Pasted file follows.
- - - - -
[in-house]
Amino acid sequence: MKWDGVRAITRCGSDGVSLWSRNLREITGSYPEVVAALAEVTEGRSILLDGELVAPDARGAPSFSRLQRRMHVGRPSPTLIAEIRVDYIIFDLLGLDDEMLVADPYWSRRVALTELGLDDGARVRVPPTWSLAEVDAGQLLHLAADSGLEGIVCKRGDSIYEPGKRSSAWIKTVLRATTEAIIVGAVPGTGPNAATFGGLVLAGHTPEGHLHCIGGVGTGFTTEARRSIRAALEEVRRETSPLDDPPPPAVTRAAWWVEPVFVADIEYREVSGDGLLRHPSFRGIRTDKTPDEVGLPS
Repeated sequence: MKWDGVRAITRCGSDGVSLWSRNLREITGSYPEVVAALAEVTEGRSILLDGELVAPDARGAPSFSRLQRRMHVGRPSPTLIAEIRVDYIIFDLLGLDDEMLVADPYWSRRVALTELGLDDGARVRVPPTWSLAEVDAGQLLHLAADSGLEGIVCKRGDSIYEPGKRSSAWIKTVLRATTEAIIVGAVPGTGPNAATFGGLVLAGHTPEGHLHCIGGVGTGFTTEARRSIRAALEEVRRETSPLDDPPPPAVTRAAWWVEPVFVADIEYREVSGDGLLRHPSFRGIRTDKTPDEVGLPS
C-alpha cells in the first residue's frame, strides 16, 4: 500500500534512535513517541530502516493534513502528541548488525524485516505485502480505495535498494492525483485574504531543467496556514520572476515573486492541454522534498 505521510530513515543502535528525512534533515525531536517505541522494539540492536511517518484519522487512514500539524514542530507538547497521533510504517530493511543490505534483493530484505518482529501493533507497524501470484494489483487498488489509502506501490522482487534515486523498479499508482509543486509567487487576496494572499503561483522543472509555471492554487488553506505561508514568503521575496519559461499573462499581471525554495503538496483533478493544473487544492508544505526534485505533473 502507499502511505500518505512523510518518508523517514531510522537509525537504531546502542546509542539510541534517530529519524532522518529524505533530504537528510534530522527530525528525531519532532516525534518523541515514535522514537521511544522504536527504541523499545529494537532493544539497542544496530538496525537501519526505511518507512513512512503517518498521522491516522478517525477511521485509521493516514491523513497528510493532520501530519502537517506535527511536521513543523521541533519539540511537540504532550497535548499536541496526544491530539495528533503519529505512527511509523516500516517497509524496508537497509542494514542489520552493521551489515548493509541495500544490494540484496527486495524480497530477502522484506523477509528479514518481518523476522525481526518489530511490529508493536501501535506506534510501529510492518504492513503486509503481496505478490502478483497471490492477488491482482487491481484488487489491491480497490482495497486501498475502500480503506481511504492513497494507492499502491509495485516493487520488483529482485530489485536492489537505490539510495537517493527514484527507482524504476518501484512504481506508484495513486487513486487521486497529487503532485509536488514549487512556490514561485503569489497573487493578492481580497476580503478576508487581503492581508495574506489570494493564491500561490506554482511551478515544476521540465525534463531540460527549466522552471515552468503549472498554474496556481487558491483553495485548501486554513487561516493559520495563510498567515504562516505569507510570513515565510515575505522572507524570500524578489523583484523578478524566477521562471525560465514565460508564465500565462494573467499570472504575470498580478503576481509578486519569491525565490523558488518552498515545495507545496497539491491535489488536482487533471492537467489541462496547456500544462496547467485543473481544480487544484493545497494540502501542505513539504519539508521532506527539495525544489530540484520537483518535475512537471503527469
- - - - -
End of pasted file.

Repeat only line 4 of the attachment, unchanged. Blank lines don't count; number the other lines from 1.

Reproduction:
C-alpha cells in the first residue's frame, strides 16, 4: 500500500534512535513517541530502516493534513502528541548488525524485516505485502480505495535498494492525483485574504531543467496556514520572476515573486492541454522534498 505521510530513515543502535528525512534533515525531536517505541522494539540492536511517518484519522487512514500539524514542530507538547497521533510504517530493511543490505534483493530484505518482529501493533507497524501470484494489483487498488489509502506501490522482487534515486523498479499508482509543486509567487487576496494572499503561483522543472509555471492554487488553506505561508514568503521575496519559461499573462499581471525554495503538496483533478493544473487544492508544505526534485505533473 502507499502511505500518505512523510518518508523517514531510522537509525537504531546502542546509542539510541534517530529519524532522518529524505533530504537528510534530522527530525528525531519532532516525534518523541515514535522514537521511544522504536527504541523499545529494537532493544539497542544496530538496525537501519526505511518507512513512512503517518498521522491516522478517525477511521485509521493516514491523513497528510493532520501530519502537517506535527511536521513543523521541533519539540511537540504532550497535548499536541496526544491530539495528533503519529505512527511509523516500516517497509524496508537497509542494514542489520552493521551489515548493509541495500544490494540484496527486495524480497530477502522484506523477509528479514518481518523476522525481526518489530511490529508493536501501535506506534510501529510492518504492513503486509503481496505478490502478483497471490492477488491482482487491481484488487489491491480497490482495497486501498475502500480503506481511504492513497494507492499502491509495485516493487520488483529482485530489485536492489537505490539510495537517493527514484527507482524504476518501484512504481506508484495513486487513486487521486497529487503532485509536488514549487512556490514561485503569489497573487493578492481580497476580503478576508487581503492581508495574506489570494493564491500561490506554482511551478515544476521540465525534463531540460527549466522552471515552468503549472498554474496556481487558491483553495485548501486554513487561516493559520495563510498567515504562516505569507510570513515565510515575505522572507524570500524578489523583484523578478524566477521562471525560465514565460508564465500565462494573467499570472504575470498580478503576481509578486519569491525565490523558488518552498515545495507545496497539491491535489488536482487533471492537467489541462496547456500544462496547467485543473481544480487544484493545497494540502501542505513539504519539508521532506527539495525544489530540484520537483518535475512537471503527469